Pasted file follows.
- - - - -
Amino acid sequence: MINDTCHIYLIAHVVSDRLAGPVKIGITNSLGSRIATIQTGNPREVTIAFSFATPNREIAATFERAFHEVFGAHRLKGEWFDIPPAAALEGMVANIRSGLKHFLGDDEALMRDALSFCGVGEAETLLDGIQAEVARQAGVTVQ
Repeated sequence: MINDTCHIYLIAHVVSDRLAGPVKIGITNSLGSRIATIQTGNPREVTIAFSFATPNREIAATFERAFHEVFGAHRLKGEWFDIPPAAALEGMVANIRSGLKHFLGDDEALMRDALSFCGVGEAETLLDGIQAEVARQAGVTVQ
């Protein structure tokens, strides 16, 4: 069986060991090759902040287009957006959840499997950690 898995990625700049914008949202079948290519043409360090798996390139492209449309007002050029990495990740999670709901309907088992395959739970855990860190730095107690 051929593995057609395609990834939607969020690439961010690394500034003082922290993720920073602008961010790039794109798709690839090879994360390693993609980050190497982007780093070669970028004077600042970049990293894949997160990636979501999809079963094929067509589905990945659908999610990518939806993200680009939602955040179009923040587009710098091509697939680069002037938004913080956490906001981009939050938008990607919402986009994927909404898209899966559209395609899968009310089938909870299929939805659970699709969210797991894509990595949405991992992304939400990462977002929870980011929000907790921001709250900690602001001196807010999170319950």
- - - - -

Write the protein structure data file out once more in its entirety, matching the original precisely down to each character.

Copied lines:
Amino acid sequence: MINDTCHIYLIAHVVSDRLAGPVKIGITNSLGSRIATIQTGNPREVTIAFSFATPNREIAATFERAFHEVFGAHRLKGEWFDIPPAAALEGMVANIRSGLKHFLGDDEALMRDALSFCGVGEAETLLDGIQAEVARQAGVTVQ
Repeated sequence: MINDTCHIYLIAHVVSDRLAGPVKIGITNSLGSRIATIQTGNPREVTIAFSFATPNREIAATFERAFHEVFGAHRLKGEWFDIPPAAALEGMVANIRSGLKHFLGDDEALMRDALSFCGVGEAETLLDGIQAEVARQAGVTVQ
């Protein structure tokens, strides 16, 4: 069986060991090759902040287009957006959840499997950690 898995990625700049914008949202079948290519043409360090798996390139492209449309007002050029990495990740999670709901309907088992395959739970855990860190730095107690 051929593995057609395609990834939607969020690439961010690394500034003082922290993720920073602008961010790039794109798709690839090879994360390693993609980050190497982007780093070669970028004077600042970049990293894949997160990636979501999809079963094929067509589905990945659908999610990518939806993200680009939602955040179009923040587009710098091509697939680069002037938004913080956490906001981009939050938008990607919402986009994927909404898209899966559209395609899968009310089938909870299929939805659970699709969210797991894509990595949405991992992304939400990462977002929870980011929000907790921001709250900690602001001196807010999170319950």